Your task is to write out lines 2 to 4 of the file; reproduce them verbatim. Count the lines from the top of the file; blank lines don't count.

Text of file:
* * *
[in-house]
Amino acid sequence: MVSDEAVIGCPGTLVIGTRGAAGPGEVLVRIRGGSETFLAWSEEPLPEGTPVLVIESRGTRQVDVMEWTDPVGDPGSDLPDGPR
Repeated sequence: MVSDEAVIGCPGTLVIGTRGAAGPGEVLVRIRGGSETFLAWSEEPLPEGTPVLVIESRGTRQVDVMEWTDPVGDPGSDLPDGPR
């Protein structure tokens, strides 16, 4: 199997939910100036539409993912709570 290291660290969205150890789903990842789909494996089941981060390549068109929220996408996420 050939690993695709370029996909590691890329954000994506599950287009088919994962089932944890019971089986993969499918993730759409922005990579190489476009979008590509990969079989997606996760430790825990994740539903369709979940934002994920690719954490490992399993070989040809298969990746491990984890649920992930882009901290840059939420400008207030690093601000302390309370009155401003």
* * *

Amino acid sequence: MVSDEAVIGCPGTLVIGTRGAAGPGEVLVRIRGGSETFLAWSEEPLPEGTPVLVIESRGTRQVDVMEWTDPVGDPGSDLPDGPR
Repeated sequence: MVSDEAVIGCPGTLVIGTRGAAGPGEVLVRIRGGSETFLAWSEEPLPEGTPVLVIESRGTRQVDVMEWTDPVGDPGSDLPDGPR
């Protein structure tokens, strides 16, 4: 199997939910100036539409993912709570 290291660290969205150890789903990842789909494996089941981060390549068109929220996408996420 050939690993695709370029996909590691890329954000994506599950287009088919994962089932944890019971089986993969499918993730759409922005990579190489476009979008590509990969079989997606996760430790825990994740539903369709979940934002994920690719954490490992399993070989040809298969990746491990984890649920992930882009901290840059939420400008207030690093601000302390309370009155401003």